1. The interests of one or more people involved are not clear, and therefore are not necessarily discoverable by others. Classic conflict resolution methods rely, first and foremost, on our ability to know, and potentially share with others, what we really care about. For psychological reasons that I discuss in my forthcoming book, Optimal Outcomes: Free Yourself from Conflict, in some situations, it can be very hard for us to admit what we really care about–or in many cases, to be consciously aware of what we want at all. When one or more people in a situation are not willing to admit, even to themselves, what they really care about, those underlying interests are hidden, making them much more difficult to discuss. Worse, these hidden interests operate from beneath conscious awareness, driving our behavior in totally unintentional ways. This tends to wreak havoc on relationships, which ensures that conflict remains resistant to resolution.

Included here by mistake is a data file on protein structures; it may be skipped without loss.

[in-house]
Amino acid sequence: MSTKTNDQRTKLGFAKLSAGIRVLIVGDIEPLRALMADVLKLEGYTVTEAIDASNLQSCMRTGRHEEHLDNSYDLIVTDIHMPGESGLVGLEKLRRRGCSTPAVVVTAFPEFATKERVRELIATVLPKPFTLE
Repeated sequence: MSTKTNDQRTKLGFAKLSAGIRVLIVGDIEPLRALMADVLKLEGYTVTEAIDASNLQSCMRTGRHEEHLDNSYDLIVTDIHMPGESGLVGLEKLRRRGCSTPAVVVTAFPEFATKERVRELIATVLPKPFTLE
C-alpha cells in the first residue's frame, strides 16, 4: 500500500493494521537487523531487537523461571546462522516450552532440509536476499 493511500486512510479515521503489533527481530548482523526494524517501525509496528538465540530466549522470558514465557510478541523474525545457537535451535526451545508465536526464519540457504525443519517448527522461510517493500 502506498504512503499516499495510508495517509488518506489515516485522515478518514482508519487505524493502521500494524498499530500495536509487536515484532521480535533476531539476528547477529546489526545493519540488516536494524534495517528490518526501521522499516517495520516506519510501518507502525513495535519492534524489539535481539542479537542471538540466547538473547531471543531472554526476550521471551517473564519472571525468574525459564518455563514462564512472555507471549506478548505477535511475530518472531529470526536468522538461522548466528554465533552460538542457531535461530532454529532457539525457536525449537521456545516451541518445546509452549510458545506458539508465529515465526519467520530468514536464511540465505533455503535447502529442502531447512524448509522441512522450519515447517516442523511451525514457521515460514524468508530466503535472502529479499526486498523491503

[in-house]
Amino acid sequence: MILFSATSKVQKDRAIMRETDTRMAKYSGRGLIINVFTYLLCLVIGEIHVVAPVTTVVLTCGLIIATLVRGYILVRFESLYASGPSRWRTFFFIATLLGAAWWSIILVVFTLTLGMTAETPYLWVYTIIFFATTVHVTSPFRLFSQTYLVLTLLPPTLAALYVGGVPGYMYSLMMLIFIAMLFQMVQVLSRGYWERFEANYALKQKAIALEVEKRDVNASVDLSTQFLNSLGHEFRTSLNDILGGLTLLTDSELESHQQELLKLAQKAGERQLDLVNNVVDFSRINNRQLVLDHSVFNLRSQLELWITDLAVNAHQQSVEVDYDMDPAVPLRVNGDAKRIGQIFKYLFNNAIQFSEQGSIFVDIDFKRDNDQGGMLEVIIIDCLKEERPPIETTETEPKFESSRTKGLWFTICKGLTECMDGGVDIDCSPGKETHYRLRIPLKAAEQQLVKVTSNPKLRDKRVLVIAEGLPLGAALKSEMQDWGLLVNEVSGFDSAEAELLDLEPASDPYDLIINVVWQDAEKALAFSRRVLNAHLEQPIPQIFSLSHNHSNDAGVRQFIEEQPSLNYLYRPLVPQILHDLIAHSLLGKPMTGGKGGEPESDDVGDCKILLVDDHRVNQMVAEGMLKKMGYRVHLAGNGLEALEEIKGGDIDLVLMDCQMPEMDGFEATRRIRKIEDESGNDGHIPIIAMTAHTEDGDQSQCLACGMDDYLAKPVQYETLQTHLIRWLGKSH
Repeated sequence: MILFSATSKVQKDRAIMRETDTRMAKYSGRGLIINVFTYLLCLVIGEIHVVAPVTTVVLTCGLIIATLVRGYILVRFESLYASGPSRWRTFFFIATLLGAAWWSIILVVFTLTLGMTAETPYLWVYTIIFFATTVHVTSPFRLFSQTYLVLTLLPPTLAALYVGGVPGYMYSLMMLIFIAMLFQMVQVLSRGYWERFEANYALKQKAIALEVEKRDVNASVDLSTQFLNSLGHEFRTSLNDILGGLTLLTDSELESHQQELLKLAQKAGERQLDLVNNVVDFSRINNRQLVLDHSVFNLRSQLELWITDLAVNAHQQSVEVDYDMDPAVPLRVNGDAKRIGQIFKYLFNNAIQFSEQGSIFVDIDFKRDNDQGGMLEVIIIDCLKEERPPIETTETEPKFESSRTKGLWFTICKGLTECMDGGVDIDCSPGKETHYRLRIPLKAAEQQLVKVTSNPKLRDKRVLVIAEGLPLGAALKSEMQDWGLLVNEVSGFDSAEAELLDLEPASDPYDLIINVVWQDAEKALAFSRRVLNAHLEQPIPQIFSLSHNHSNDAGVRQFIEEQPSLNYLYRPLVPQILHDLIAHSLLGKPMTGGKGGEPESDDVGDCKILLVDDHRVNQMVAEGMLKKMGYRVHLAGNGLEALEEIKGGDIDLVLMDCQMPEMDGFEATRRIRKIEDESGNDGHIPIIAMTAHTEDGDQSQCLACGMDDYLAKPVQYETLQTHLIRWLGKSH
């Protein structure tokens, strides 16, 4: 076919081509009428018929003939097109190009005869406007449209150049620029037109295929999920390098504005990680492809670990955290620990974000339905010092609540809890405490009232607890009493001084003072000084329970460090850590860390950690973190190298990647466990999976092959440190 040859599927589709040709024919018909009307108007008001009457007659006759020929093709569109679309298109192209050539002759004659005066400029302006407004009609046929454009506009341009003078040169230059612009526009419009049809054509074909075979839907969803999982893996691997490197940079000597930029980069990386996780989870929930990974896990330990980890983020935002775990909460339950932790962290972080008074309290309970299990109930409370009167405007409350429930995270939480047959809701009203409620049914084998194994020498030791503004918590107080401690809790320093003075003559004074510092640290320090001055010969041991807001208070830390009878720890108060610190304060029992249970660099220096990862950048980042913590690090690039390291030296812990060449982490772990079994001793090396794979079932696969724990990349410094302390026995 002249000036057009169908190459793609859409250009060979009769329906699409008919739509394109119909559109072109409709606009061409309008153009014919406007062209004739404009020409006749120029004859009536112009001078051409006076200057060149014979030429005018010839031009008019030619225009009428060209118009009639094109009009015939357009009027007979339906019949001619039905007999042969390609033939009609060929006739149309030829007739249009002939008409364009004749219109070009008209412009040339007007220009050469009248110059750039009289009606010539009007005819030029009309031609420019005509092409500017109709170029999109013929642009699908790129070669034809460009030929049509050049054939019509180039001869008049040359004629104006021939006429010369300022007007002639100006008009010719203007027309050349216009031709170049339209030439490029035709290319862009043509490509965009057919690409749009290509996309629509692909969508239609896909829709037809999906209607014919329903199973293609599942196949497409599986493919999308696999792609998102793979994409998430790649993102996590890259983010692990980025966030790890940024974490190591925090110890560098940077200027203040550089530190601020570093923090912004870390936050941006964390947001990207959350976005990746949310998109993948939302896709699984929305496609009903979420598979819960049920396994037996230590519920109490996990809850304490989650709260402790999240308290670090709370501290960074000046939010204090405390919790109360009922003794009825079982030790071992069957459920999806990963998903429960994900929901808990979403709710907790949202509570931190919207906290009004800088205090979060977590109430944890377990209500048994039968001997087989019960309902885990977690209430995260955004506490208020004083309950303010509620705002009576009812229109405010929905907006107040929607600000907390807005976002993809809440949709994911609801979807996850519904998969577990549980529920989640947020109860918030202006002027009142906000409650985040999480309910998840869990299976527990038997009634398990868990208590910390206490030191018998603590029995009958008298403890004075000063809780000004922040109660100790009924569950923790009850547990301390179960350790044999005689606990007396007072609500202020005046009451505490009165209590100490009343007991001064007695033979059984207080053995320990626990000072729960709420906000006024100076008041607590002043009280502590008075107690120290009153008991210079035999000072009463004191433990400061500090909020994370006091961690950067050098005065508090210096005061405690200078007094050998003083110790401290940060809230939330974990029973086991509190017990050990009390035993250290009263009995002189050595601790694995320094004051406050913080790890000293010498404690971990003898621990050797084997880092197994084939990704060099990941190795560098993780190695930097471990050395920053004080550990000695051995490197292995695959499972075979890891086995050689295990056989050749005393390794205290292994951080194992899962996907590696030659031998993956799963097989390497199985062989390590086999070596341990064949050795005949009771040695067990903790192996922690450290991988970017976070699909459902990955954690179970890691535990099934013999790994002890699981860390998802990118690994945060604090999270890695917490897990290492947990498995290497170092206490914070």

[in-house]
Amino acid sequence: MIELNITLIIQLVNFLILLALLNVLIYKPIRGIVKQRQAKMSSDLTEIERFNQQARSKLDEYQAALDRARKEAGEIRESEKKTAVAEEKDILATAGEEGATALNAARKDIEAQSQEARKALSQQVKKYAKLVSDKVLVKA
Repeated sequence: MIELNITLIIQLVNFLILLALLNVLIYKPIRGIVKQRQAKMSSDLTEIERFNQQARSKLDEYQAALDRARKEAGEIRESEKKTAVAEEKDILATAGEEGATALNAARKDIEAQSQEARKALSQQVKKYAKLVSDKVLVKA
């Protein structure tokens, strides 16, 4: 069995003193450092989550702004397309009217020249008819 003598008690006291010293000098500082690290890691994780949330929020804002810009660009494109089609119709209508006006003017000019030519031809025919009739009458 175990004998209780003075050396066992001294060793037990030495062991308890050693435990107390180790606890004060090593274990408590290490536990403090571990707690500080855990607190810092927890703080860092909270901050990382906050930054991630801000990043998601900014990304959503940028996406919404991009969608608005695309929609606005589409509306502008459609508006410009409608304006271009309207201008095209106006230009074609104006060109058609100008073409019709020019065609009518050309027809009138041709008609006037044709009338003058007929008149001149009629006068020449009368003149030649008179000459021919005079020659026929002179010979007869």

2. The walk-away alternatives involved seem terribleIn situations where the walk-away alternatives for both (or all) people involved are terrible, or even if they are not but the people perceive their alternatives to be terrible, the ability to resolve the conflict by walking away is limited. Particularly in situations involving long-standing relationships, there are often legitimate reasons why it may not seem possible to walk away from the other person or people involved. And even if you could (or would love to) walk away, doing so can be so costly that it appears to be impossible. For example, think of a co-founder considering firing his co-founder. Or a mother contemplating disowning her daughter. Possible? Yes, technically. Highly costly to themselves and others? You bet. In other words, knowing your alternatives does not help in situations where the perceived costs of walking away are so high, doing so seems impossible. In many conflicts involving long-term relationships, there is no easy escape valve.